HARRISONBURG, Va., Jan. 28, 2014 – James Madison field hockey will once again be led by Christy Morgan, who was hired as the Dukes’ head coach this week after spending the last three seasons as the associate head coach at Wake Forest.
“I can honestly say there’s a genuine excitement for being back,” Morgan said upon returning to the helm of the JMU field hockey program. “One of the reasons I’ve chosen to come back is because we have the ability to be the best. James Madison, as an institution and as a hockey program, will attract hard workers, people with a desire to be the best and are willing to work for it.”
Morgan originally joined the Dukes in 1991, the same year that James Madison field hockey joined the Colonial Athletic Association. Just three seasons later, Morgan led the Dukes to their first-ever national championship when JMU defeated top-ranked North Carolina in penalty strokes for the 1994 NCAA title. She became the first person in NCAA field hockey history to win a national championship as both a coach and a player (Old Dominion – 1982, 1983, 1984).
In her nine seasons at JMU, Morgan led JMU to five NCAA tournament appearances (1993-95, ‘97, ‘99), including back-to-back final-four appearances (1994, ‘95). While at the helm, she also led the Dukes to the 1995 CAA championship, a 2-1 victory over her alma mater Old Dominion.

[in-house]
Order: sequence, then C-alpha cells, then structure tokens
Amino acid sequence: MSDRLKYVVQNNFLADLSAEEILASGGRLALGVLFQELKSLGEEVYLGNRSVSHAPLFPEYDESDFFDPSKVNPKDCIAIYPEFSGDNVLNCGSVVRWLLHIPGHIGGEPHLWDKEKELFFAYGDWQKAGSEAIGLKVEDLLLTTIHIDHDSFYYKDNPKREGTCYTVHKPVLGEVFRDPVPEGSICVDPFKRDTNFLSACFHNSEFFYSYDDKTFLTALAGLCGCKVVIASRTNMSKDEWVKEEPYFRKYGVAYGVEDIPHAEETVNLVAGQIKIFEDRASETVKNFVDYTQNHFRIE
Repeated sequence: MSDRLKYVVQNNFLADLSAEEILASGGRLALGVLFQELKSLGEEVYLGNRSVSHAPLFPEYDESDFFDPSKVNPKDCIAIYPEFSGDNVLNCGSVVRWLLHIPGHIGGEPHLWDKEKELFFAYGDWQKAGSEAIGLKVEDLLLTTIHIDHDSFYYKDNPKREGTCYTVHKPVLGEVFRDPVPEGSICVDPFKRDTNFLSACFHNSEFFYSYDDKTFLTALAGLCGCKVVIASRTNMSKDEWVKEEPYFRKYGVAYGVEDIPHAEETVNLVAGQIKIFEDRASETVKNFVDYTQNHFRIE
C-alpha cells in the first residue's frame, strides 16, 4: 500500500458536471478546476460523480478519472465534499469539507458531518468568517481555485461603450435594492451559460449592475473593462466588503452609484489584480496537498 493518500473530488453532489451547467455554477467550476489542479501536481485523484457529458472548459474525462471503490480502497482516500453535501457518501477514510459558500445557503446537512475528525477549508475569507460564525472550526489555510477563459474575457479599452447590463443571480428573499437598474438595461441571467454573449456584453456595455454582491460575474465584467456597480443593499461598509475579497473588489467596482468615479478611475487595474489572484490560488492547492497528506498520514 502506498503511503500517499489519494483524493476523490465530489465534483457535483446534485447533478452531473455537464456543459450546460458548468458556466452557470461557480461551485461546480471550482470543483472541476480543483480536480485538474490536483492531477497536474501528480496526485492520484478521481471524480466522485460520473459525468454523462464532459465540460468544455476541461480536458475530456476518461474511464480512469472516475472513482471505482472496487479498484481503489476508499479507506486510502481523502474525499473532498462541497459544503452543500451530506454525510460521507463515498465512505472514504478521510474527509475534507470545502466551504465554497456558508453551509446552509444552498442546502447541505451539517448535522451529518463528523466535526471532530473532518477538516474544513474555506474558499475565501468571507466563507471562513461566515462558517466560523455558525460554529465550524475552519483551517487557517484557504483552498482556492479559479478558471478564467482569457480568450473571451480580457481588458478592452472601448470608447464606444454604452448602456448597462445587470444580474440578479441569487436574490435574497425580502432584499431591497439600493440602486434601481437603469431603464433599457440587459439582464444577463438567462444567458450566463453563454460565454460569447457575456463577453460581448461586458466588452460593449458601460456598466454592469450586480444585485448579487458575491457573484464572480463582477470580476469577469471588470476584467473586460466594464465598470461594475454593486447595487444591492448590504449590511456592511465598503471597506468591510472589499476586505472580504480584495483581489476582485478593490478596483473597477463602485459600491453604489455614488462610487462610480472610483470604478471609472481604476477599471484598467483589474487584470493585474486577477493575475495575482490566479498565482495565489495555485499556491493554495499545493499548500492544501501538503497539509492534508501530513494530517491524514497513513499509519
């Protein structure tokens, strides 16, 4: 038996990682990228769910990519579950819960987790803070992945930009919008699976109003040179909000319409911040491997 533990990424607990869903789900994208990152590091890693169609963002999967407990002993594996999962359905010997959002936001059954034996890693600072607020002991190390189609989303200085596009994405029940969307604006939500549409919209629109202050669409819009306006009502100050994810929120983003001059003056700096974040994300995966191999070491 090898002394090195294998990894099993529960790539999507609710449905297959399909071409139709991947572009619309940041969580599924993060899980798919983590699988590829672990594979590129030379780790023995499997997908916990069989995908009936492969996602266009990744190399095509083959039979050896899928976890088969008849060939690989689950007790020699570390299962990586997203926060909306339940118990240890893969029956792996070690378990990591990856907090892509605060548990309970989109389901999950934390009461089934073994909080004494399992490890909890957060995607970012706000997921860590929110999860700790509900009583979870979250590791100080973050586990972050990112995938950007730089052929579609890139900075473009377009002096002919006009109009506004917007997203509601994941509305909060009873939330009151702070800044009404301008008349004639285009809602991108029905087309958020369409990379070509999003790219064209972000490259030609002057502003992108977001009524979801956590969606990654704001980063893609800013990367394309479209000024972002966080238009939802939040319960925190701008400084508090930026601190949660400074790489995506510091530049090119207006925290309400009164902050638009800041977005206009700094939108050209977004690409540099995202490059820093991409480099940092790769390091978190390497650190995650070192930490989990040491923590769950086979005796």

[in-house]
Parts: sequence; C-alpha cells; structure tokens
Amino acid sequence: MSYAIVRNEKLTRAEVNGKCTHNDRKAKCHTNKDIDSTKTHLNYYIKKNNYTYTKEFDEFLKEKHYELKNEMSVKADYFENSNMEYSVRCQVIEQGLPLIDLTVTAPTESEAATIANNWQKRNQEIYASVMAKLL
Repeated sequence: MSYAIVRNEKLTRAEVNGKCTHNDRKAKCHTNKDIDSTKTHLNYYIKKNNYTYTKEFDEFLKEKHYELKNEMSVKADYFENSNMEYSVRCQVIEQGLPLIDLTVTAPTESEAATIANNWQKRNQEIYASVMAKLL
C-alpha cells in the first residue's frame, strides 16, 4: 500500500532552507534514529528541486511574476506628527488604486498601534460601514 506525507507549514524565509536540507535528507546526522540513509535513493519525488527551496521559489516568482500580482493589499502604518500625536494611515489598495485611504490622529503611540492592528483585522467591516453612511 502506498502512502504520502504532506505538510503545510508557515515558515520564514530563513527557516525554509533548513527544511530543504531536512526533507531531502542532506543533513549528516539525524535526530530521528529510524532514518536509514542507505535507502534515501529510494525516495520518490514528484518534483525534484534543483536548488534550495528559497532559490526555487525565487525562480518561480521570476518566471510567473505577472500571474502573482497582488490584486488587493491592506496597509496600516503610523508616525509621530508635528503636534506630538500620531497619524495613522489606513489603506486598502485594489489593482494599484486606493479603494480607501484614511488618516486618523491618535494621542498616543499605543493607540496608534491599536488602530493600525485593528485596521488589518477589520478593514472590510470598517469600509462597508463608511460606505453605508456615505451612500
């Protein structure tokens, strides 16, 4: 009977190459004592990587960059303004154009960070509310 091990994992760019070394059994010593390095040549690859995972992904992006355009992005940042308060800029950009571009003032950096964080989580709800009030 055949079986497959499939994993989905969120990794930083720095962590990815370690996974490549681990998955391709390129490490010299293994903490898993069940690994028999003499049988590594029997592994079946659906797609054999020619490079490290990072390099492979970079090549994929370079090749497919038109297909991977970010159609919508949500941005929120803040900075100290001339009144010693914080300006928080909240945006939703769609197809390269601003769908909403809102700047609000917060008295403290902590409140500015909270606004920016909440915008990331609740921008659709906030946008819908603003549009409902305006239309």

“Christy Morgan is a proven winner and is only one of two coaches who have won a National Championship at JMU!” JMU director of athletics Jeff Bourne stated. “She has a genuine interest in growing young women and will cultivate an environment in the JMU hockey program where everyone will be developed, valued and respected. She has created synergy and success everywhere she has worked. We have a great appreciation for her core values and are ecstatic about her return to JMU!”
Morgan, the 1993 CAA Coach of the Year and NCAA South Region Coach of the Year, was inducted into the JMU Athletics Hall of Fame in 2004. She left JMU to become the head field hockey coach at Davidson in 2001 before leaving the collegiate coaching ranks for nine years.
“I think that my group will know that, to reach the pinnacle of success, you have to earn it,” Morgan said. “And in earning it, it starts with the attitude and it starts with the possibility. And then, every day, you fight to be the best.”